Enhanced immune response to MMP3 stimulation in microglia expressing mutant huntingtin
Research output: Contribution to journal › Article
Huntington's Disease (HD) is an inherited neurodegenerative disease caused by a polyglutamine expansion in the huntingtin protein. The YAC128 mouse model of HD expresses the full-length human huntingtin protein with 128 CAG repeats and replicates the phenotype and neurodegeneration that occur in HD. Several studies have implicated a role for neuroinflammation in HD pathogenesis. Studies on presymptomatic HD patients have illustrated microgliosis (activated microglia) in brain regions affected in HD. Mutant huntingtin expressing isolated primary monocytes (human HD patients) and primary macrophages (YAC128) are overactive in response to lipopolysaccharide (LPS) stimulation. In this study we demonstrate that cultured primary microglia (the resident immune cells of the brain cells) from YAC128 mice differentially express a wide number of cytokines compared to wildtype microglia cultures in response to LPS. Furthermore, this study outlines a direct interaction between mutant huntingtin and cytokine secretion in HD microglia. Increased cytokine release in YAC128 microglia can be blocked by cannabinoid activation or by mutant huntingtin knockdown with anti-sense oligonucleotide treatment. Matrix metalloprotease 3 (MMP3), an endogenous neuronal activator of microglia, also induces increased cytokine release from YAC128 microglia compared to wildtype microglia. We found elevated MMP levels in HD CSF, and MMP levels correlate with disease severity in HD. These data support a novel role for MMPs and microglial activation in HD pathogenesis. With an improved understanding of the specific cellular processes involved in HD neuroinflammation, novel therapeutic agents targeting these processes can be developed and hold great promise in the treatment of HD.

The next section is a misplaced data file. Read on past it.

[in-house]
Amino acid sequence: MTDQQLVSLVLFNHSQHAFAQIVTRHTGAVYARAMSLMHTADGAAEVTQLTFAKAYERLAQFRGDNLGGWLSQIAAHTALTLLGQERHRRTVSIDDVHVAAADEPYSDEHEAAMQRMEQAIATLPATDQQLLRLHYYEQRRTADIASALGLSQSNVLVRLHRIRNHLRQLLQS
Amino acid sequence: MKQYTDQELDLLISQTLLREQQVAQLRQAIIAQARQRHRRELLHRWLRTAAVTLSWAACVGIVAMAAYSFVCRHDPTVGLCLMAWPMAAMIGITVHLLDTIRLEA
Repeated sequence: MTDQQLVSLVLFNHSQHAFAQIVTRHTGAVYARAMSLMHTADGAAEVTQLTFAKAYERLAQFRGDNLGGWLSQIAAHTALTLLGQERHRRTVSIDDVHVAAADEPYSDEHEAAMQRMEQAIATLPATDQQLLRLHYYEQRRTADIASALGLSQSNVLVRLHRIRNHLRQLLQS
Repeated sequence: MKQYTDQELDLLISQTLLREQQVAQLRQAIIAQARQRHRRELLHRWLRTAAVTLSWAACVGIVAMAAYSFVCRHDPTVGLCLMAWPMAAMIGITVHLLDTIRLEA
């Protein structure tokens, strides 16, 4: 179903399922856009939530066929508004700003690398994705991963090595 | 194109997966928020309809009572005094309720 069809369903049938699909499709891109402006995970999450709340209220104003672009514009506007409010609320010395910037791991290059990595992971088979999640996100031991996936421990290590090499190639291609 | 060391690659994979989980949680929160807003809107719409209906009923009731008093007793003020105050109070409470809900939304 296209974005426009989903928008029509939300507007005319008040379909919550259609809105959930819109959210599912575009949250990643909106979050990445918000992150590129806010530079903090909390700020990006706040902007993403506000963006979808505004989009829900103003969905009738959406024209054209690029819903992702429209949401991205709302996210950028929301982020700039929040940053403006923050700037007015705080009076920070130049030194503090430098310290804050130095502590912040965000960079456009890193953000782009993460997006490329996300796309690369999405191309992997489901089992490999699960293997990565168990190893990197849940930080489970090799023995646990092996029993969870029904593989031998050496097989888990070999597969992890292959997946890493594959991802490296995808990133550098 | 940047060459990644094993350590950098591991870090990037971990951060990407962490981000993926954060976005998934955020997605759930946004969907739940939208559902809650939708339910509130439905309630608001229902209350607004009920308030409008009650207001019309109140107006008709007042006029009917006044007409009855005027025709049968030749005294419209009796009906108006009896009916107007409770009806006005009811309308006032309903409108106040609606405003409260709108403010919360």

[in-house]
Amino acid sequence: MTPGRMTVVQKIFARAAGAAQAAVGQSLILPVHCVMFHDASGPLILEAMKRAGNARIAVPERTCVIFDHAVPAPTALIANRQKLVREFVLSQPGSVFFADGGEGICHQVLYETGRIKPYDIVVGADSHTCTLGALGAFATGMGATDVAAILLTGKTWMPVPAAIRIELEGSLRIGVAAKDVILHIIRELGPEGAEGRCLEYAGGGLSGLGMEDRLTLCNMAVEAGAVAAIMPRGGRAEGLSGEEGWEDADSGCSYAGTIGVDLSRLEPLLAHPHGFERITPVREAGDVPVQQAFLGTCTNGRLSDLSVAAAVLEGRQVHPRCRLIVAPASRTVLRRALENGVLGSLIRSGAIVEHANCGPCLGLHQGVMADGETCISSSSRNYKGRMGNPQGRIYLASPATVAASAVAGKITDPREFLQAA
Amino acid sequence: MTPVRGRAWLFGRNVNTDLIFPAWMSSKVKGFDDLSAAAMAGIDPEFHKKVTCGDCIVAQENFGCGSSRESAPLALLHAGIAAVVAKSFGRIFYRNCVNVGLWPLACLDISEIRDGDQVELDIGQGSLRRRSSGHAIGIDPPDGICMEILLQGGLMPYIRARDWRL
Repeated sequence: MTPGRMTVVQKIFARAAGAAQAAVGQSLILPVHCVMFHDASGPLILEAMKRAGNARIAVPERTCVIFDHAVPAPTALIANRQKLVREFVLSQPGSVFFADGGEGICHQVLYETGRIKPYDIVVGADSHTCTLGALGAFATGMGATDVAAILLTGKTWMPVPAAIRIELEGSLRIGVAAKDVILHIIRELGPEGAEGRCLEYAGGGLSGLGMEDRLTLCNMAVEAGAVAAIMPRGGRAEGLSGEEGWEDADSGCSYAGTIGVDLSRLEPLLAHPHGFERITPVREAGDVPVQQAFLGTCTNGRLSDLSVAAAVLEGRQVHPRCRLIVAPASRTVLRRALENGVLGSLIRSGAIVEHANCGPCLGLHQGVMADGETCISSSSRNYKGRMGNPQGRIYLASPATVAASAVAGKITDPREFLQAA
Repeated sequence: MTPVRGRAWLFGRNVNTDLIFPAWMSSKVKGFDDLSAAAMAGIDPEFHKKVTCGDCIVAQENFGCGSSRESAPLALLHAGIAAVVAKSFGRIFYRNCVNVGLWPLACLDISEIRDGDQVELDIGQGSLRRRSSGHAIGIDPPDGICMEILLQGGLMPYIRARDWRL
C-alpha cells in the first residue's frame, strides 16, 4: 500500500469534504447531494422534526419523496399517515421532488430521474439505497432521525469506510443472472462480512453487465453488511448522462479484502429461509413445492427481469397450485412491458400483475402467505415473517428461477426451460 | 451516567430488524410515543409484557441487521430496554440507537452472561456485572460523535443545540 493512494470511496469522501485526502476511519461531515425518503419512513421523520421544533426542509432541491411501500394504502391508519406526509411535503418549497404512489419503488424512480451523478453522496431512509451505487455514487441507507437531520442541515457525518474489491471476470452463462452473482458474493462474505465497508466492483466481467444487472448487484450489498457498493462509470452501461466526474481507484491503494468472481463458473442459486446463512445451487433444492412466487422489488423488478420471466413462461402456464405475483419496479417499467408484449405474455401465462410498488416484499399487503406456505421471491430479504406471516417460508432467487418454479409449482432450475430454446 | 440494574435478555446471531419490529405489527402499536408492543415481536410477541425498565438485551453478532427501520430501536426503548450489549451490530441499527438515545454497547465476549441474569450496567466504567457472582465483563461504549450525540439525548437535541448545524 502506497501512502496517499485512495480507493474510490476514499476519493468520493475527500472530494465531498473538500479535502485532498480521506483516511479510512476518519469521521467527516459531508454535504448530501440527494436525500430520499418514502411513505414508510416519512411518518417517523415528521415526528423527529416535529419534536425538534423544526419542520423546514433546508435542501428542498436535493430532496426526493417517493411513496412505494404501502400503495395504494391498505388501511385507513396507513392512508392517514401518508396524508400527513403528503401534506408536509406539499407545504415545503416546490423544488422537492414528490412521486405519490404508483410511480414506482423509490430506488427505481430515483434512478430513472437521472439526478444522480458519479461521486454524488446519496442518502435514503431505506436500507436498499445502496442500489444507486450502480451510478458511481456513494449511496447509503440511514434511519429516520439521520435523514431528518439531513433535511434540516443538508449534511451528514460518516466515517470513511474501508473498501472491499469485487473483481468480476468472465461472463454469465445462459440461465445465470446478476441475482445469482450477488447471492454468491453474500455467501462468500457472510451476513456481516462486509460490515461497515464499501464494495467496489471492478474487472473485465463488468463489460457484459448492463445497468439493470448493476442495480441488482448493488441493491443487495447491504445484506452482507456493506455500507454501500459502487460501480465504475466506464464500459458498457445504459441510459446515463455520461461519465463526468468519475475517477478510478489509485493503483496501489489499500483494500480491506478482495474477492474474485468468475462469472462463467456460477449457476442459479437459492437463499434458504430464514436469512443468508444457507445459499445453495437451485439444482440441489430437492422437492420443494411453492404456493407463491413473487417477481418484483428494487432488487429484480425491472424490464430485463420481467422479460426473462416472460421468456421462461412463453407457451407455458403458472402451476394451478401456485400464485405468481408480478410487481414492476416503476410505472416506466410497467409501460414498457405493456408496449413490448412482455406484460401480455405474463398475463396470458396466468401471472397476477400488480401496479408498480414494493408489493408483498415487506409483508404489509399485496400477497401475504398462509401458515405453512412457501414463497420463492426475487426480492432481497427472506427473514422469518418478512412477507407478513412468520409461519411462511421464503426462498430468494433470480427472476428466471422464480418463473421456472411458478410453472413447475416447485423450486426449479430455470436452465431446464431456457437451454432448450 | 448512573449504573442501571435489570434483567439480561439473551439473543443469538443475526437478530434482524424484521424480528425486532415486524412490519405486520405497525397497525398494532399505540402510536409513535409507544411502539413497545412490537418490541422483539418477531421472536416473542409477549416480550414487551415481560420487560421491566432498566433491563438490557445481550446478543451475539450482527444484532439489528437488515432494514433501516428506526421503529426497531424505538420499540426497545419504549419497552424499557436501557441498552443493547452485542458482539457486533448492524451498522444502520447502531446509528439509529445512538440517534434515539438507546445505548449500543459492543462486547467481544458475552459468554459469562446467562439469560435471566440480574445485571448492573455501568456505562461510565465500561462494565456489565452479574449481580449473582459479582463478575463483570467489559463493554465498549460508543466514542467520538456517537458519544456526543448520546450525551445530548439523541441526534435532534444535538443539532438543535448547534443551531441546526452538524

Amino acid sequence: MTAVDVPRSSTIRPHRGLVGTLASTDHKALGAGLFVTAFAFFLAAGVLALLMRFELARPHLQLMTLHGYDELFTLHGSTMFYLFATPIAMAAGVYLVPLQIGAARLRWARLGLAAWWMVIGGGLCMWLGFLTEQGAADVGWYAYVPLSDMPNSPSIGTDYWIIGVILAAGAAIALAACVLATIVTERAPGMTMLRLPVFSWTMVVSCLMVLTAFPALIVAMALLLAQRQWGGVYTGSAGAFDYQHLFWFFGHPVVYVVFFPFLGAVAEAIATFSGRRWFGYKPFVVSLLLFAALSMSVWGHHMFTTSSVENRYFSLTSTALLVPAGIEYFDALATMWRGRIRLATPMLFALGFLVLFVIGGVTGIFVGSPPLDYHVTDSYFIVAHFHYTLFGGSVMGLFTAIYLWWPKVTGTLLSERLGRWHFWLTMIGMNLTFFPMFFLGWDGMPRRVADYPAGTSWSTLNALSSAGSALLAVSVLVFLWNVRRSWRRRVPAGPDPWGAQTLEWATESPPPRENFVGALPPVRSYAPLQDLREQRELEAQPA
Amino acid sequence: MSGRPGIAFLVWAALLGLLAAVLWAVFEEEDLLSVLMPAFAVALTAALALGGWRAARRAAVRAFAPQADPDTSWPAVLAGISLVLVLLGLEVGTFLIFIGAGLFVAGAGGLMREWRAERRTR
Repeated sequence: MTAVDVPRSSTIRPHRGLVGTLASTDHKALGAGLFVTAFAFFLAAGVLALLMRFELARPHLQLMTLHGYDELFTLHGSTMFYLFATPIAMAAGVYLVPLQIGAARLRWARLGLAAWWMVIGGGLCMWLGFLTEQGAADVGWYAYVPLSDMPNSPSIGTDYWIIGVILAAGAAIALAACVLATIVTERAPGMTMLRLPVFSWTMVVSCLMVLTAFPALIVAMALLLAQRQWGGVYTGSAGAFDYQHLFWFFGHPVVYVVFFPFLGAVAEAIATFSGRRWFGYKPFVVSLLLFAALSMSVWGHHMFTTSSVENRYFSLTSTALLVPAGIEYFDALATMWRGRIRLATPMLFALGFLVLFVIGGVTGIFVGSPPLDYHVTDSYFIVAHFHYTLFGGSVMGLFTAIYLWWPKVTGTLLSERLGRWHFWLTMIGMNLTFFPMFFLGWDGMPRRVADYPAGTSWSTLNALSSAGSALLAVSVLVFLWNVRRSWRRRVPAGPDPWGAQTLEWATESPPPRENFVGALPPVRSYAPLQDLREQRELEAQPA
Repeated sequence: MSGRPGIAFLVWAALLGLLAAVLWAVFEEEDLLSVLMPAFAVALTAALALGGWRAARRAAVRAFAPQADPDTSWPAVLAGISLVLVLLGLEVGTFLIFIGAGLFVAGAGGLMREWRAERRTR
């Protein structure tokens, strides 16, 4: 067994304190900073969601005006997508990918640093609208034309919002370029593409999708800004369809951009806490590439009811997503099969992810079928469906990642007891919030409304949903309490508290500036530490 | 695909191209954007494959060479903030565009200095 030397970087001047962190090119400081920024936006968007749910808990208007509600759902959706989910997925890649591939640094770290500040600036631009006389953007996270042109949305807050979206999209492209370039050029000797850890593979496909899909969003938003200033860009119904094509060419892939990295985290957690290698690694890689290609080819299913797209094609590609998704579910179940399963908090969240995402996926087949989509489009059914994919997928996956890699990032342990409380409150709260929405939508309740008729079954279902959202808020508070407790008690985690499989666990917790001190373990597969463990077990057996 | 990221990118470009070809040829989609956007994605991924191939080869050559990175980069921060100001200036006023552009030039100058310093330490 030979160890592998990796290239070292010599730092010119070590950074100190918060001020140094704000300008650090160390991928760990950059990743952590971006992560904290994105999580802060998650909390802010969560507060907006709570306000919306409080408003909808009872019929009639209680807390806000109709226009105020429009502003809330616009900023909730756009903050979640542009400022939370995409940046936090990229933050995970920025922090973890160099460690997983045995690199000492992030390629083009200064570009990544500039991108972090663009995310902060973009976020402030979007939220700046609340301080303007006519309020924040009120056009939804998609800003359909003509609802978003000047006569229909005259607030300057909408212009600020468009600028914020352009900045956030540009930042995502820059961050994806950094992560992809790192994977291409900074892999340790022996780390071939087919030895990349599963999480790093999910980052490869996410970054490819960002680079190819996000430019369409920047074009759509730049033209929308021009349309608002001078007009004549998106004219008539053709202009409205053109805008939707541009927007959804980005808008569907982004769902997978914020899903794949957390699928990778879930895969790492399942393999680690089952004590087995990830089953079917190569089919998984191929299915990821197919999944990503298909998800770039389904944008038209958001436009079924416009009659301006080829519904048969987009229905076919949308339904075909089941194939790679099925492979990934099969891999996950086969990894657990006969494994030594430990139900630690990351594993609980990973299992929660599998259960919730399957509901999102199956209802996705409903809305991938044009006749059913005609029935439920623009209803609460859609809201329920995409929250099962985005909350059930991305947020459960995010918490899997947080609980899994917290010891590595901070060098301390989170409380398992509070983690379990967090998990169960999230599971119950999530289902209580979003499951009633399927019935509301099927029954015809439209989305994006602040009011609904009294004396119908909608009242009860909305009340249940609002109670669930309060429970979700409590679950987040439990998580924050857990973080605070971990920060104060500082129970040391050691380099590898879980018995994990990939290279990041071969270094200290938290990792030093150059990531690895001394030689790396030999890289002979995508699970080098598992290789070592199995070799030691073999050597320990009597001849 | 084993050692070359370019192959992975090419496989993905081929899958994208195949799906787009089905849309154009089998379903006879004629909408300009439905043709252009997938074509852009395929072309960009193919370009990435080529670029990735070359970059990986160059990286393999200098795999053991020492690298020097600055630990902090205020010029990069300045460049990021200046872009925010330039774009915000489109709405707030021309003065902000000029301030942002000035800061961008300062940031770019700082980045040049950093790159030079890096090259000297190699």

|Research areas and keywords||
Subject classification (UKÄ) – MANDATORY
|Number of pages||15|
|Publication status||Published - 2016|